How to save energy while working from home

Flexible hours and no commute can be good for your mental health, and your pocketbook

By
Katie Overmonds
on
August 21, 2020
Category:
Smart Home
Tags:

Whether you’re someone whose role at work was easily transitioned to a remote job or you now find yourself out of work and thinking about that side hustle (thanks, COVID), pretty much all of us are spending more time at home these days. 

The good thing is that thanks to the world wide web, we can make our home into a productive work space without missing a beat. (Sort of. Our one-year-old son joining zoom calls has been a bit of an adjustment but such is life in 2020!)


This is my son, Jack, ‘helping’ his Dad work from home. 


With the luxury of doing work in our pajamas however, can come wasted energy use around your home. Here are some tips to keep you efficient.


1. Be the boss of your technology

Plug all your energy-hogging technology (laptops, phones, monitors etc) into a smart power strip, so you can limit charging time and phantom power (the energy a device uses when it's in standby mode).

If you're working on a laptop, cycling a battery is good for it. Keeping a laptop plugged in when it's fully charged can actually reduce its lifespan. More modern laptops do manage this for you where their batteries stop receiving "juice" from the wall outlet when they've reached their maximum charge level. Also, check your laptop to ensure you're optimizing its power and battery saving features.

If you have other devices that you only use occasionally, like a printer or scanner, keep them unplugged or on power bars to reduce phantom power.

Tip: If you have smart plugs, connect them to your most energy hogging appliances (like the fridge or deep freezer) and when demand for energy is high, you can actually get paid to turn them off with a free program called OhmConnect. Learn more here! 



2. Daylight is your friend, and so are blinds! 

Take advantage of natural light during the day instead of relying on overhead lights. Not only will you save money on your energy bill but it just feels nicer, doesn’t it? 

Letting the sunshine in can help warm your home naturally during the winter, so you can limit how much you need to turn up the heat. During warmer months though, keep your shades drawn so you can keep the whole house cooler. When you do need to rely on lights, set up task lighting, such as a desk lamp or reading lamp, rather than an overhead ceiling light for a whole room.

Plus, everyone looks better on Zoom calls when lit by light coming in a window instead of an overhead light causing harsh shadows. (Who knew energy efficiency could also boost your self confidence?)

Trying to keep cool? Close the blinds in rooms you’re not in to prevent the sun from heating up the space unnecessarily. (Also perfect for that between-meeting nap! ;) )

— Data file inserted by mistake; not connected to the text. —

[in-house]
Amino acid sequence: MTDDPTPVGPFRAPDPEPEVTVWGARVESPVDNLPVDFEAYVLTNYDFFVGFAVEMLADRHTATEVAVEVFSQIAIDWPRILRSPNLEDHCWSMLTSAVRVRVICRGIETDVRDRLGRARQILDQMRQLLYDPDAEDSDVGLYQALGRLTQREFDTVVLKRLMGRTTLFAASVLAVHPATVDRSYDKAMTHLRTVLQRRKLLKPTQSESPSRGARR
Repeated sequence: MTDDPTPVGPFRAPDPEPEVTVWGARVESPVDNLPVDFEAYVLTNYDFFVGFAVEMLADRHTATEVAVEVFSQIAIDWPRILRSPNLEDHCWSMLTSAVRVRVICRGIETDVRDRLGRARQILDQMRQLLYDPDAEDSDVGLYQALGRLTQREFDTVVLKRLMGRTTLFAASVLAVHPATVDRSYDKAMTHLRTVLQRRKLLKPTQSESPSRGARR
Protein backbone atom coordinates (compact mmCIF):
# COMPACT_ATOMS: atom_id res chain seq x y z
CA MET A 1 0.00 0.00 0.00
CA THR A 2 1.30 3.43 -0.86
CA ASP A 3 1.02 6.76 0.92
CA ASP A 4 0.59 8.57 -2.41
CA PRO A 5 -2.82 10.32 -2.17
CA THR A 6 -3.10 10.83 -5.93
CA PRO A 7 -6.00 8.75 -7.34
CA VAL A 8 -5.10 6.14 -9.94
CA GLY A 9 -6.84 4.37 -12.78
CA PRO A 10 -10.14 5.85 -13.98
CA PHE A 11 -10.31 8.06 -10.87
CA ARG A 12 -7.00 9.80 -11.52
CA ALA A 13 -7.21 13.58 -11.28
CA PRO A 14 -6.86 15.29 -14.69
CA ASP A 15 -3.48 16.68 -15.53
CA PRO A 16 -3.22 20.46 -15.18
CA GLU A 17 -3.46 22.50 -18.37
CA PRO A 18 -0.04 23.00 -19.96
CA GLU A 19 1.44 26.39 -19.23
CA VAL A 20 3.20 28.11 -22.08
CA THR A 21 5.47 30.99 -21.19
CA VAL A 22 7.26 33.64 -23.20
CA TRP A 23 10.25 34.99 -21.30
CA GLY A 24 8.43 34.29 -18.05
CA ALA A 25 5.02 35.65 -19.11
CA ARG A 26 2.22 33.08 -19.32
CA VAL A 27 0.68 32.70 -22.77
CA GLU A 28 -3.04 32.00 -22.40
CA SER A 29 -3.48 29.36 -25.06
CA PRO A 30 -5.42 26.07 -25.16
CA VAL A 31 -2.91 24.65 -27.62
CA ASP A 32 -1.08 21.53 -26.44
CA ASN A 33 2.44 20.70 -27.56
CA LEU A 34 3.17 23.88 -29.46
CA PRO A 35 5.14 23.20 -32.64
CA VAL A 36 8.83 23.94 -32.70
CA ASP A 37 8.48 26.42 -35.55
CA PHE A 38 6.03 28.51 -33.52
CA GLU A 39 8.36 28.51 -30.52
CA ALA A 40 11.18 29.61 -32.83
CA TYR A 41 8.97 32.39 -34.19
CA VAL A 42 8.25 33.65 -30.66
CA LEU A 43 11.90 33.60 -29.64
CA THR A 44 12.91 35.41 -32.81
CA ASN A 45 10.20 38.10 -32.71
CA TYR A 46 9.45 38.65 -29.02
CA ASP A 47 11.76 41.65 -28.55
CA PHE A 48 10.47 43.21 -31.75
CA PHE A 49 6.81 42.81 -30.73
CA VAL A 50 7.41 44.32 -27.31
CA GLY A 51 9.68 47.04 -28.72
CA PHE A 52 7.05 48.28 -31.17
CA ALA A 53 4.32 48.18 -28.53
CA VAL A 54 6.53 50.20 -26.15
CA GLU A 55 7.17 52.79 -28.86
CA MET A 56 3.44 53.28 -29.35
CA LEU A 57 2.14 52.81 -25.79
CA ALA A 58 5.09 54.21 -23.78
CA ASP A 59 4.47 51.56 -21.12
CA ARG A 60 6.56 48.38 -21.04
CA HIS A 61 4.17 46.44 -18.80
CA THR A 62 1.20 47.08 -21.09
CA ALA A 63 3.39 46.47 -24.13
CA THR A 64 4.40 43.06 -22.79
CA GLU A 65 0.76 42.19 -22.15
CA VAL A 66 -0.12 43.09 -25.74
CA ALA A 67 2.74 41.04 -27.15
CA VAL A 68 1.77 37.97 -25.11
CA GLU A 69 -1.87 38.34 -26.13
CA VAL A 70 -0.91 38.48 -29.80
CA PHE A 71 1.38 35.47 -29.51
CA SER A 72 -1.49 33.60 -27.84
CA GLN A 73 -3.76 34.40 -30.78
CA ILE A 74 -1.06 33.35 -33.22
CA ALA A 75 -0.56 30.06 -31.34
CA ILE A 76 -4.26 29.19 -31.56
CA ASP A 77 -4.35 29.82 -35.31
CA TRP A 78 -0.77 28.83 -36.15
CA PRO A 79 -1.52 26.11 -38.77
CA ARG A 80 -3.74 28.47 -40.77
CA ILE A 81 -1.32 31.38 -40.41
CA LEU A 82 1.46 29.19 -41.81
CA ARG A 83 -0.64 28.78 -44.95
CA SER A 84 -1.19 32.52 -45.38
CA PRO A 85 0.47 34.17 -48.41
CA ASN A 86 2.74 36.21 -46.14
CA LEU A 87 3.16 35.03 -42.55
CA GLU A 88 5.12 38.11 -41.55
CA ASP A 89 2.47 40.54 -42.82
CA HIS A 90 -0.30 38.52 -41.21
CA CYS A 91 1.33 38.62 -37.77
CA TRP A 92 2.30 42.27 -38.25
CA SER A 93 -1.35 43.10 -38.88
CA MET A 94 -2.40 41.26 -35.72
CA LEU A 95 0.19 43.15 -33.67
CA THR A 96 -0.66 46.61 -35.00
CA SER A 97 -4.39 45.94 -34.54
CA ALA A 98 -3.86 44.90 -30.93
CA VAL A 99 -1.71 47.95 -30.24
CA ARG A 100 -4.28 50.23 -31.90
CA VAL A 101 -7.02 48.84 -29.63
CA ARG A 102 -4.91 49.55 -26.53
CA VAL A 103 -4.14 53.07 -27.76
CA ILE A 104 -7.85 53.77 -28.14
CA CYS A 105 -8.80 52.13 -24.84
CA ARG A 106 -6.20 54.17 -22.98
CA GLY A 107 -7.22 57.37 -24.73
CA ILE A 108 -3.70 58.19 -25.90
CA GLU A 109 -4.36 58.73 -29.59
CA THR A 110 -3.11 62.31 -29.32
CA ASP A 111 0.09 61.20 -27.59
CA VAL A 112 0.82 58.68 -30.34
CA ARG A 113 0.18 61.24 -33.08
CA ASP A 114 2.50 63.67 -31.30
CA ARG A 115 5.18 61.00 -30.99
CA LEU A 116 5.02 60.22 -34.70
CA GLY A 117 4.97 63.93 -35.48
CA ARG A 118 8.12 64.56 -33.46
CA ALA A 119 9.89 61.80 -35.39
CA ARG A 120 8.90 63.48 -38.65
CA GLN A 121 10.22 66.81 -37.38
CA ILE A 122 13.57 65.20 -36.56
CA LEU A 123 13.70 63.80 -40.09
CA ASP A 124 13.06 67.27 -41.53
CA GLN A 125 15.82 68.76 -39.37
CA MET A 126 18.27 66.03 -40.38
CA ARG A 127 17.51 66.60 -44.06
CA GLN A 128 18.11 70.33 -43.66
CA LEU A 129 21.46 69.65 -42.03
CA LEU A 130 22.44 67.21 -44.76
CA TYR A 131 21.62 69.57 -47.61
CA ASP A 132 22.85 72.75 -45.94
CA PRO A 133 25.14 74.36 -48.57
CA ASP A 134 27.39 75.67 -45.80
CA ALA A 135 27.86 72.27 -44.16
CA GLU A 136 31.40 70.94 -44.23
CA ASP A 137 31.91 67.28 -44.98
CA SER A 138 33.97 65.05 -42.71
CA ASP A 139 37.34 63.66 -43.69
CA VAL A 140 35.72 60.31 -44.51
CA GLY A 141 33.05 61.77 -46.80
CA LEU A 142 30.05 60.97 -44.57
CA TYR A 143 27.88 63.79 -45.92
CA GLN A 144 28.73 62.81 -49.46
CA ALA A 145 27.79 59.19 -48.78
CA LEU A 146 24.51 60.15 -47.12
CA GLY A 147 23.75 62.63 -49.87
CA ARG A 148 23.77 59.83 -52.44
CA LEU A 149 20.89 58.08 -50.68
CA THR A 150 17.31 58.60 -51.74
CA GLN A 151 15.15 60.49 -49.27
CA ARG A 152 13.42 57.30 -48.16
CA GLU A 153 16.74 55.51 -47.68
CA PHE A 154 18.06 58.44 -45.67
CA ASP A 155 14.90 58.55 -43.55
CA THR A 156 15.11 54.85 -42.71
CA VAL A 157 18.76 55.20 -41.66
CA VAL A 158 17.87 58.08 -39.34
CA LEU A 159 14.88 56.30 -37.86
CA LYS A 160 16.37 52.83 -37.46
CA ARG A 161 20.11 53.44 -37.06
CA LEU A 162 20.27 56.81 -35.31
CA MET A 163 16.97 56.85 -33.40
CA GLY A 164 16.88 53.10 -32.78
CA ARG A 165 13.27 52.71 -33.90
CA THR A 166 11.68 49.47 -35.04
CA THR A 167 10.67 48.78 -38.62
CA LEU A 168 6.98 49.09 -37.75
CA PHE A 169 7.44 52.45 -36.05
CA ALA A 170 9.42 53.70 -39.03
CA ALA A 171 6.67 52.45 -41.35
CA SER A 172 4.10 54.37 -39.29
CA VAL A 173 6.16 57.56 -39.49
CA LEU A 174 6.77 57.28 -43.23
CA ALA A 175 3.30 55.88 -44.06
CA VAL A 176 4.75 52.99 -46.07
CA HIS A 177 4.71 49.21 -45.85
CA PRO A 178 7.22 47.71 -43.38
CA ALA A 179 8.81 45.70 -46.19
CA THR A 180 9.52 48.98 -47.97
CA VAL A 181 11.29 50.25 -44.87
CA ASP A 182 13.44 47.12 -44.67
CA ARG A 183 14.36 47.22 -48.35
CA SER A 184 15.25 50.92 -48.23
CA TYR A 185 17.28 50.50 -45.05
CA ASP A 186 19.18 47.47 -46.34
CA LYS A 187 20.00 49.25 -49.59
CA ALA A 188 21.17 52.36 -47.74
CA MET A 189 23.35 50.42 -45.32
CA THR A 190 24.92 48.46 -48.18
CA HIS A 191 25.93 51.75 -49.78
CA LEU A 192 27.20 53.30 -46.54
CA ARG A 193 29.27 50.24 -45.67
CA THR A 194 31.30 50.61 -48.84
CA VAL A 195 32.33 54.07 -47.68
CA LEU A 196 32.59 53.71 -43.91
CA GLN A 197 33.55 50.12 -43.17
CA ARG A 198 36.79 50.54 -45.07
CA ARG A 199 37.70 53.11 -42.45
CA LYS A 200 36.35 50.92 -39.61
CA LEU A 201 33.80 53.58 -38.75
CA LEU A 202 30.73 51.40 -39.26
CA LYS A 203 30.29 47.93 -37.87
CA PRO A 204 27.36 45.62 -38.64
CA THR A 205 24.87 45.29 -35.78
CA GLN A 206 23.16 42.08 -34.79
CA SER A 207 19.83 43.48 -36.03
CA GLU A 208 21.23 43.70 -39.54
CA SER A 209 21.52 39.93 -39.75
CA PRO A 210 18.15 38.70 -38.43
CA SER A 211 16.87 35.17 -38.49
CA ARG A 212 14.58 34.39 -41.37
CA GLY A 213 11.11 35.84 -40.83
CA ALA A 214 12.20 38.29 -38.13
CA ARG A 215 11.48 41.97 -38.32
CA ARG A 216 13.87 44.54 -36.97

3. Stay in the same spot

Moving from room to room while you work is an easy habit to form. (Sometimes I find myself setting up shop in the baby’s nursery if my husband is on a call in the office. Oy!) When possible, try setting up a dedicated workspace, so you can limit how much power you're using in otherwise empty rooms. For example, avoid keeping the TV on in another room for background noise. Not only will you save energy, but you'll probably concentrate a little better too!

Got a smart thermostat? Look into geofencing features thermostat if you have to leave the house for meetings. Geofencing is great for people with inconsistent schedules who can simply rely on the location of the geofence to tell the HVAC system whether it should be on or off.

In the winter months, make sure the thermostat is set low (you can even go into ‘away mode’) and use a space heater in the room you’re in.

  

4. Use that flexible schedule to your advantage

If you’re in a job that allows you to be a bit more flexible with your time, use that to your advantage as best you can. 

Energy is most expensive during peak hours, or the hours when the highest number of people are trying to use it at the same time. Something as simple as running a load of laundry through the washer or dishes through the dishwasher during off-peak hours can save you a bundle on your energy bill. And the short break from your computer might even help you feel more productive when you get back to your desk!  

 

5. Get paid for the energy you don’t use 


Did you know that Californians have access to a program that will pay you to save energy during days when there’s extreme demand on the energy grid? It’s called OhmConnect

Hundreds of thousands of Californians are signed up for the free, secure service that notifies you when there’s too much demand for electricity on the grid and then pays you if you can use less than your forecast. 

 

OhmConnect - save energy and get paid

Participating not only gives you a bit of extra spending money but it also means you’re helping avoid rolling blackouts like the ones we’ve seen this month. Sign up and start earning now! 

Here’s a bit more about how it works: 

Happy earning from home! 

Katie Overmonds

Katie is an award-winning journalist and digital strategist with more than 10 years of experience in print and digital media and a passion for the environment and fighting climate change.

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